It’s an image inextricably linked to the ‘90s: the big-bosomed girl on a game box, usually wearing ill-fitting armour and a sultry expression. It’s something most of us would like to be able to leave in that decade – an ugly artifact from a period when games hadn’t yet found the confidence to let go of pulp fantasy.
But if the handling of sex is a barometer for the maturity of a medium, then, in the eyes of the mainstream at least, ours seems to have cracked sometime around the early ‘00s.
All this talk about sex… time to find out which the best sex games on PC are.
“Everyone comes back to GTA,” Stephanie Alys, co-founder of sex toy manufacturer MysteryVibe, says. “That’s the game that everyone refers to when they talk about sex in gaming.”
Surely we’ve done better since than hookers and hydraulics? Something more positive than the Hot Coffee debacle should stick in the mind. But for the most part – perhaps for fear of mishandling, and slipping back into the mistakes of the ‘90s – triple-A games have often steered clear of sex.
“When I think about games where sex may be relevant, they are telling a story, and the only reason sex may have been put in there would be to progress that story,” Alys, whose talk at Develop 2017 explored the confluence of technology and sex, suggests. “Maybe it’s about someone who is exploring a new planet, or there is a villain that needs to be taken care of, and people think that sex is a side thing. Or perhaps sex is used as a driver for a character – so there was someone who’s been kidnapped, and the player must go and rescue them.”
A lot of this will sound terribly familiar if you’ve played a Mass Effect game in the past decade. In the triple-A games that do broach the subject, the possibility of sex has often been tied to background relationship metrics which, if not thoughtfully implemented by developers, can make sex seem like an iffy reward. And if those developers are really unthinking, you wind up with something like The Witcher’s collectable ‘romance’ cards – literal, NSFW trophies for getting into the pants of the women Geralt meets on his travels.
“Especially in the past, you’ve got a lot of games that are very male-driven in terms of point-of-view and protagonist,” Alys notes. “I think it’s gotten a lot better because you can [more often] choose the gender of your character.”
Credit where it’s due: Alys points to another BioWare game, Dragon Age: Inquisition, as a recent instance where a more positive portrayal of sex slipped into mainstream gaming, so to speak. There, companion characters weren’t simply awaiting the attention of the protagonist – each had their own established sexualities and tastes that needed to be respected and accommodated.
“A character being eligible for a romance doesn’t necessarily guarantee that they will be successfully won over,” Dragon Age creative director Mike Laidlaw wrote in the BioWare forums, which are now sadly offline. “These characters have their own agendas and opinions, and the choices a player makes during the game have a definite impact on their affections. That’s intentional.”
Moreover, BioWare supported not only straight, gay, and bi relationships in Inquisition, but platonic friendships too.
“We’ve designed each follower to have a rewarding story arc for players who choose to engage with them,” Laidlaw said, “romantically or not.”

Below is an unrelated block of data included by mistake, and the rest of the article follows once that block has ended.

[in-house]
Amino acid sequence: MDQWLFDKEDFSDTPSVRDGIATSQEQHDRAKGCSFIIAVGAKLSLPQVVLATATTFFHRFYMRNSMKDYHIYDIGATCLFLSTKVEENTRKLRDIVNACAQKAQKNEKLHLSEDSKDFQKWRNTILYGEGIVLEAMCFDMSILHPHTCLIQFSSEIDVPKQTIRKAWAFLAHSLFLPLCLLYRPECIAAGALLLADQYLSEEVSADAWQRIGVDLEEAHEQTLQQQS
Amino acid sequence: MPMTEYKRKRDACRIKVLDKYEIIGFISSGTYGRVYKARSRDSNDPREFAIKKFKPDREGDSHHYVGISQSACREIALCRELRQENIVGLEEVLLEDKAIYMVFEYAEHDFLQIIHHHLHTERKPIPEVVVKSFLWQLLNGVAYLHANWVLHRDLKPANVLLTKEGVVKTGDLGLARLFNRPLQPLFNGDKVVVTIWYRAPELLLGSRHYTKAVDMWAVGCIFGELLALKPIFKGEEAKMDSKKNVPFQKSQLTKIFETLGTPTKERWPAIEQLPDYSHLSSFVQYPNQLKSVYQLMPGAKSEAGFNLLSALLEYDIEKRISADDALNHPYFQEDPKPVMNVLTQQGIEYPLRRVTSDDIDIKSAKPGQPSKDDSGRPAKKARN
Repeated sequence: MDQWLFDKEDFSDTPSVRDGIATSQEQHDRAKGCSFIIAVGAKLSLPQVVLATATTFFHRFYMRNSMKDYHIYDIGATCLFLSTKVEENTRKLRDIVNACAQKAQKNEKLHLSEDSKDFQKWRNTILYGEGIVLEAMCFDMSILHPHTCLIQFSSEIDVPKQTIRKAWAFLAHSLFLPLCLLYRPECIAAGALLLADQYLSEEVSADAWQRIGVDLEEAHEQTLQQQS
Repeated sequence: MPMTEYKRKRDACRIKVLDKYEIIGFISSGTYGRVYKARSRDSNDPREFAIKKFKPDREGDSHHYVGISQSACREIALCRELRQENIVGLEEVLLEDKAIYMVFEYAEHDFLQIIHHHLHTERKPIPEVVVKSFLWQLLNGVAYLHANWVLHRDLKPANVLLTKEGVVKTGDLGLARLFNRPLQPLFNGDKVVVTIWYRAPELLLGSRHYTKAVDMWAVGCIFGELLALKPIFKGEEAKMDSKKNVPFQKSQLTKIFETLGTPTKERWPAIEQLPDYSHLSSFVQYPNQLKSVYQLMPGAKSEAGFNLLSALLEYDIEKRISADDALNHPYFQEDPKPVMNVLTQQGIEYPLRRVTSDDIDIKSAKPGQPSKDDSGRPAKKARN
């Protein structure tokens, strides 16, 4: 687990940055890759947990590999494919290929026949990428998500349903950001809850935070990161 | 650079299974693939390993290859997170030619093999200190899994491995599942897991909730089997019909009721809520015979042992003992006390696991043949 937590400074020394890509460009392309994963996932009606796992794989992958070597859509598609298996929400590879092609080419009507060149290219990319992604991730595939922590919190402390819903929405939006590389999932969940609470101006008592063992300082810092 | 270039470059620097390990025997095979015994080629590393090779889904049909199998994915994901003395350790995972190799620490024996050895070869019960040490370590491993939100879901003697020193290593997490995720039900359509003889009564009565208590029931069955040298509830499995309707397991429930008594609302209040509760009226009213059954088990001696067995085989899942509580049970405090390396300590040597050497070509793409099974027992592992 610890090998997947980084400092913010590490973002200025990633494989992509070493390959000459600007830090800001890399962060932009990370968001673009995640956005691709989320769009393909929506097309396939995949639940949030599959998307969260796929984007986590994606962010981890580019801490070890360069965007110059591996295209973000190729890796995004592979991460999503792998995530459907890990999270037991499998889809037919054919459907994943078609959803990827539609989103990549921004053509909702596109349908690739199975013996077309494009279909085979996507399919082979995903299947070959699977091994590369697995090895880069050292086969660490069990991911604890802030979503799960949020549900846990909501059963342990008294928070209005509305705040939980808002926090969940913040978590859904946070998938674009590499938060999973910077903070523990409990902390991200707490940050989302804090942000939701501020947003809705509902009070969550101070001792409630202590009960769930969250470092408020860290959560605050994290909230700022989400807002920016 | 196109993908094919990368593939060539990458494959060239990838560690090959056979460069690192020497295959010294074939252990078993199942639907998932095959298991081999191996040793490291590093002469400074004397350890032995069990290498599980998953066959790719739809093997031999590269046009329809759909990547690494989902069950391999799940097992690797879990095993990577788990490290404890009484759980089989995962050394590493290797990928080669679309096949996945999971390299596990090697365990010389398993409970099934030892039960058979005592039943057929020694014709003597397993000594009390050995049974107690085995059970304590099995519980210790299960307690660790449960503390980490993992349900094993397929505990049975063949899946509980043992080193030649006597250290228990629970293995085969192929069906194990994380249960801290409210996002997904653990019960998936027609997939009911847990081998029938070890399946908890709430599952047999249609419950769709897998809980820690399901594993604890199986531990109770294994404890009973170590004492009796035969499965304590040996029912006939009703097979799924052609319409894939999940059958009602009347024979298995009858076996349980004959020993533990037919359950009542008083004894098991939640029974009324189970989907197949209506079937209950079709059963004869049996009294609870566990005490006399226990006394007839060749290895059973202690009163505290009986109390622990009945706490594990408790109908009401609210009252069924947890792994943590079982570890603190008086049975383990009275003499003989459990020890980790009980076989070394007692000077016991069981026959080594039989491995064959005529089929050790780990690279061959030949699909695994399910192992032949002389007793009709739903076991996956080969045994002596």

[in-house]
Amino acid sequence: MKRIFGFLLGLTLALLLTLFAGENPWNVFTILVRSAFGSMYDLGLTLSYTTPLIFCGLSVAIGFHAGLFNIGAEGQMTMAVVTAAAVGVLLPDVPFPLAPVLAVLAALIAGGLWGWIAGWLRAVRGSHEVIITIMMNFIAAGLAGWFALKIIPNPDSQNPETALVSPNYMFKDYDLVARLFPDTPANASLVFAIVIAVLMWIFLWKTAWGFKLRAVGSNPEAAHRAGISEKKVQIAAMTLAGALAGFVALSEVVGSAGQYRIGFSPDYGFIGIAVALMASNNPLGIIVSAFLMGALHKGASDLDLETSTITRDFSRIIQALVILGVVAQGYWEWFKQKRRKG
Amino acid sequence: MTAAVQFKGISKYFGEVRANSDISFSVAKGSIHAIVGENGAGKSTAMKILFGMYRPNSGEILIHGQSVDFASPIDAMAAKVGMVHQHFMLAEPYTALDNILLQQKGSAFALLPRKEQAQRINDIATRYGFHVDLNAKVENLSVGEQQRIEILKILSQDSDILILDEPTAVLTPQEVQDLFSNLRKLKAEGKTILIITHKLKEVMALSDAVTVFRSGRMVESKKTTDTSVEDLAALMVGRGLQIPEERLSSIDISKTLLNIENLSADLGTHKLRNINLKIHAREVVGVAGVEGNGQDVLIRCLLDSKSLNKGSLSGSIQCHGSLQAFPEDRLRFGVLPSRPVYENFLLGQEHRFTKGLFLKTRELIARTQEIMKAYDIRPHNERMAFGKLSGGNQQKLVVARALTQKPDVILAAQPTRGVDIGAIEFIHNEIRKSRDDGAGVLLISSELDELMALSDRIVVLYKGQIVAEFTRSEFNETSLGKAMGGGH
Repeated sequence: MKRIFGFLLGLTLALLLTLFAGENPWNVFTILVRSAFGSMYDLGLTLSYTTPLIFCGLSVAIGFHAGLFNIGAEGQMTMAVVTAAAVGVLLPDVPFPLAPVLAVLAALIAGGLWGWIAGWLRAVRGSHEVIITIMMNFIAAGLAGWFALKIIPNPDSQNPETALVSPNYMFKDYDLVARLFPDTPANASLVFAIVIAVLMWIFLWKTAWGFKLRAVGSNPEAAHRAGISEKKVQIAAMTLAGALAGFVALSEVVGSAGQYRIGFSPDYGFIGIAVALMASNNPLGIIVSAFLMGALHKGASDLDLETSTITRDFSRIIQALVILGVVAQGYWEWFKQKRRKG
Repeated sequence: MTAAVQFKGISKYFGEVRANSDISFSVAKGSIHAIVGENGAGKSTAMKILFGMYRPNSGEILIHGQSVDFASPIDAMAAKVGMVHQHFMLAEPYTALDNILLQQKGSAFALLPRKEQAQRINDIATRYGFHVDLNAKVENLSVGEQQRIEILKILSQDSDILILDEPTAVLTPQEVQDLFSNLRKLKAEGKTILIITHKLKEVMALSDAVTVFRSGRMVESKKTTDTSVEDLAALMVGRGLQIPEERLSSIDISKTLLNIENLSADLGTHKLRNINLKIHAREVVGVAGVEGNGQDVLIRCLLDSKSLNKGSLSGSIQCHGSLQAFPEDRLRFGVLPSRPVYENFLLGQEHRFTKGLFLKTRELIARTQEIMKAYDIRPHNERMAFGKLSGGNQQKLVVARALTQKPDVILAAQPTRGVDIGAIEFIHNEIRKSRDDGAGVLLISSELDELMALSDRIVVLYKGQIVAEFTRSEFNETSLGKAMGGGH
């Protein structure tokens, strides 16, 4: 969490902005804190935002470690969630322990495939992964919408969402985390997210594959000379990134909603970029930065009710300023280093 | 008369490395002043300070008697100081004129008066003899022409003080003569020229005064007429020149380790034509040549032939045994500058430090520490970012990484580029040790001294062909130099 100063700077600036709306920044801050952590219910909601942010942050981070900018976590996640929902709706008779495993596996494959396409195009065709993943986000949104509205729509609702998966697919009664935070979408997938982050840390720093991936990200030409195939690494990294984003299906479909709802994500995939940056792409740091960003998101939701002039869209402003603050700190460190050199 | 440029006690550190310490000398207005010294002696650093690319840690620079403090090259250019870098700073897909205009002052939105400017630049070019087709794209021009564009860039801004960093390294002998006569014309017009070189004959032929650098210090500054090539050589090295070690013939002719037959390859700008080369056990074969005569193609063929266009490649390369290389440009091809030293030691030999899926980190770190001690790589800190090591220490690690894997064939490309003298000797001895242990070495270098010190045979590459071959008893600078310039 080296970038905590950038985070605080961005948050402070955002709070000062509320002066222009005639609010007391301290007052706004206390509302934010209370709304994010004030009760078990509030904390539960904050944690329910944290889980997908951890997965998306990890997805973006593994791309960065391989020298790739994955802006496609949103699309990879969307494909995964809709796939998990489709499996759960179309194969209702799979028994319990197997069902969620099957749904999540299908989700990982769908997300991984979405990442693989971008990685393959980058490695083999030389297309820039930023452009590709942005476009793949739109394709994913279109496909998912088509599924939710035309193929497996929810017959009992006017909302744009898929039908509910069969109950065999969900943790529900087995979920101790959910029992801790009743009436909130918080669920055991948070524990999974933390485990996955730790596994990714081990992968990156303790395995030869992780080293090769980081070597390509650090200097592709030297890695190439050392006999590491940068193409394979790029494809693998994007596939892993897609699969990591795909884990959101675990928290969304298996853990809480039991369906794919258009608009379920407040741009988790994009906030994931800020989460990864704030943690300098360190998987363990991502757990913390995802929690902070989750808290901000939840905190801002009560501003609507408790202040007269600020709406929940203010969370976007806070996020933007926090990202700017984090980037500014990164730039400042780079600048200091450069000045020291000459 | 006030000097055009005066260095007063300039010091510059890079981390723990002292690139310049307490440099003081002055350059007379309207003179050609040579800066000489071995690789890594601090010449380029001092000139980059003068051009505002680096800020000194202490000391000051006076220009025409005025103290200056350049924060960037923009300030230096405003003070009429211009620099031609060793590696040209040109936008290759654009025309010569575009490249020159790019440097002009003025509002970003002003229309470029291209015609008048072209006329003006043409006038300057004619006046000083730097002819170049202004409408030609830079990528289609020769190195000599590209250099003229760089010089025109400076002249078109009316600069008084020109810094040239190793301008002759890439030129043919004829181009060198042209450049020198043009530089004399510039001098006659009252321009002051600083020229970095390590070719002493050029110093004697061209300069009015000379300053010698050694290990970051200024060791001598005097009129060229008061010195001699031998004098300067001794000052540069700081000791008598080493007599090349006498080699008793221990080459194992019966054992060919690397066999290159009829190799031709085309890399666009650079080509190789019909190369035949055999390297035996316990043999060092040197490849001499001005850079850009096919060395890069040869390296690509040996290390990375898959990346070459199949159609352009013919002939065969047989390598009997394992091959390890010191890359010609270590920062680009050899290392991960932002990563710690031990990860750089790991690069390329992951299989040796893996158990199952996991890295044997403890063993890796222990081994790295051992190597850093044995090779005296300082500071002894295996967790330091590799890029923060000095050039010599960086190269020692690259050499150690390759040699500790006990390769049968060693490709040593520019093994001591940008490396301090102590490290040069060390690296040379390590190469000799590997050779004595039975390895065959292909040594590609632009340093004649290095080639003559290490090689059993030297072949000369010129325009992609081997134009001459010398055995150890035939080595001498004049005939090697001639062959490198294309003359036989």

Perhaps tackling the sense that sex is an obligation, for players or the characters they might choose to woo, is one of the most important things that mainstream games can do.
“The way that we view sex has really changed over the last few decades,” Alys says. “If we look back, sex always used to be seen as this functional activity that would bring a child into a family – [part of] a marriage between a man and a woman. That was how sex was portrayed and that’s how it was represented in many different forms of media.
“But if we look over the last few years especially, we’ve seen this real broadening in understanding of what having sex actually means, and people have started to focus more on the pleasure and the fantasy.”
Looking outside of triple-A, the picture improves somewhat. That’s especially true in dating simulators – a primarily Japanese niche that’s enjoyed a tongue-in-cheek renaissance in the last few years. Hatoful Boyfriend, a surreal, dialogue-based pigeon-dating game, was a breakout hit, and the genre has since enabled a sex-positive celebration of diversity – as in the suggestively-titled Coming Out On Top, and the father-focused Dream Daddy. These games might not be made by Ubisoft or EA, but they are no longer niche: Dream Daddy featured in the top ten best selling games on Steam when it was released.
If we’re to continue following that trend for the better, Alys believes we need developers to be just as diverse.
“I think that the technology we create, either hardware or software, is very much a product of its social and cultural history and context,” she explains. “So if we want to create better content when it comes to diversity and portrayal, we really need a diverse group of people making these products.
“I’m not just talking in terms of gender but also in terms of culture and ethnicity, and I think the more diverse the groups of people are who develop these games, the more diverse the representation of experiences you’ll have.”
This feature was originally published on August 2, 2017. Games might also have a thing or two to teach us about love, of course.